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OMAC Packaging Workgroup Announces Newly Developed PackML Implementation Guide

Research Triangle Park, NC (1 October 2009) - The OMAC Packaging Workgroup (OPW) has announced the development of the P&G PackML Implementation Guide. This implementation guide has been created to aid software developers in achieving a clean and efficient implementation of PackML.

Rob Aleksa, P&G corporate machine control section head, said, "Although the PackML standard exists, a well defined implementation approach has not yet been developed. P&G found many industry PackML implementations not very robust and often too complex. This frequently led to reworking the software, costing effort and money. So P&G developed efficient, robust software validated on a variety of machine systems. We decided to provide the software to industry, through OMAC, to drive a standard implementation approach. We want to ensure P&G and others get maximum benefit from the PackML standard."

In August, Procter & Gamble provided, to OMAC, a P&G PackML Implementation Guide along with the software and help files for an implementation on Rockwell's ControlLogix platform. The OPW group, after reviewing the guide, decided to adopt it and to encourage technology providers to develop example software that follows the guide.

OMAC Technical Director, Dave Bauman, said, "OPW is anticipating that the implementation of this guide and example software code will help accelerate the adoption of PackML by both users and machine builders. In fact, a number of other technology providers including B&R Automation, GE Fanuc, Kepware, Schneider Electric Elau Packaging Solutions, Siemens, and Wonderware are planning to develop example software code that will also be available for download on the OMAC website."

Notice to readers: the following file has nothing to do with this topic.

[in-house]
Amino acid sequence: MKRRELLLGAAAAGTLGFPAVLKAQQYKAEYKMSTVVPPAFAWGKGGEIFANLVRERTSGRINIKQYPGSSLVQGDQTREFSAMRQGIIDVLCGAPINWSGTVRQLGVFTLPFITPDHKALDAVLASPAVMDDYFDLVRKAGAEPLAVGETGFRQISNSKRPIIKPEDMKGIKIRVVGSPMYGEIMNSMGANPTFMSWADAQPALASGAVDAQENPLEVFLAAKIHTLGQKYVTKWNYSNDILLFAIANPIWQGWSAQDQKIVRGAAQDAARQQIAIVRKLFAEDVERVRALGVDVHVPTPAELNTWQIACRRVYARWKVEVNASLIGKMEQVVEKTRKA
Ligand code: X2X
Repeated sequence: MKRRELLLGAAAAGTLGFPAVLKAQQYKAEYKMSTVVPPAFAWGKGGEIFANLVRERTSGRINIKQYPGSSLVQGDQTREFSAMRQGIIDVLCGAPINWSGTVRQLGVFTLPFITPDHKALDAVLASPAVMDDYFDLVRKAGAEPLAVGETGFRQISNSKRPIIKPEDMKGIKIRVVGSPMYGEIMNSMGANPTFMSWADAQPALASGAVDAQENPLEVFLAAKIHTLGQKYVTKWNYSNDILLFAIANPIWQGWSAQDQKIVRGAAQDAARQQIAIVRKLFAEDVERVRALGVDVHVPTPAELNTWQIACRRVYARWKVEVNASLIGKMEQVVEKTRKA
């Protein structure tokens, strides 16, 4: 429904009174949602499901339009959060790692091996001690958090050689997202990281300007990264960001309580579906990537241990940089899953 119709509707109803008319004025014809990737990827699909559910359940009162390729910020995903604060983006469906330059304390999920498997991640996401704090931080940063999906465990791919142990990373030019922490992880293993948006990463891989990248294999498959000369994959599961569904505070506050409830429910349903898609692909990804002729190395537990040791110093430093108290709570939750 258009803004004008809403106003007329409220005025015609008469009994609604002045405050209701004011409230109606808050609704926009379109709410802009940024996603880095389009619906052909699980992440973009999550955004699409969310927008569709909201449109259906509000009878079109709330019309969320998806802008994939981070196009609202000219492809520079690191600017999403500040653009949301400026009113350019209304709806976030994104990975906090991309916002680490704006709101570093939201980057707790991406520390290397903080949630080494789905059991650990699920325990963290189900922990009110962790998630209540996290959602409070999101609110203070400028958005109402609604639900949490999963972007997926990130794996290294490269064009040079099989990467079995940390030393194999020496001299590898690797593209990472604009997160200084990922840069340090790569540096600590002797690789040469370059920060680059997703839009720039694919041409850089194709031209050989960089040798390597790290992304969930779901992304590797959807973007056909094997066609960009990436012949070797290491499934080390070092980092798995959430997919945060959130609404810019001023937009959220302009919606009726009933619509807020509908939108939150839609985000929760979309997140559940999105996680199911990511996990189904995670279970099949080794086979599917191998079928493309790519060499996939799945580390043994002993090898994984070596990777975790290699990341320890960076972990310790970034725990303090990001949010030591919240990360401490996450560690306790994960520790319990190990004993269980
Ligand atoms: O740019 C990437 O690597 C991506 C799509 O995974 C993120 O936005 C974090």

The PackML implementation guide and the example Rockwell software code developed by P&G will be made available for download from the OMAC website ( in November.

About PackML

PackML, which stands for Packaging Machine Language, defines a common approach, or machine language, for automated machines. The primary goals are to encourage a common "look and feel" across a plant floor and to enable and encourage industry innovation. PackML was adopted as part of the ISA88 industry standard in August 2008.

PackML has been implemented by users and machine builders on a wide variety of control platforms. Those implementing PackML are realizing cost benefits of higher reliability, better supply chain integration, reduced engineering and training costs, and shorter project cycles.

About OMAC

OMAC—Organization for Machine Automation and Control—is the global organization for automation and manufacturing professionals that is dedicated to supporting the machine automation and operational needs of manufacturing. OMAC has about 500 members from end-user companies, OEM's, and technology providers and integrator companies, and currently operates three Working Groups: Packaging Machinery, Manufacturing Infrastructure, and Machine Tool. OMAC is a charter member of the Automation Federation ( To learn more about OMAC, visit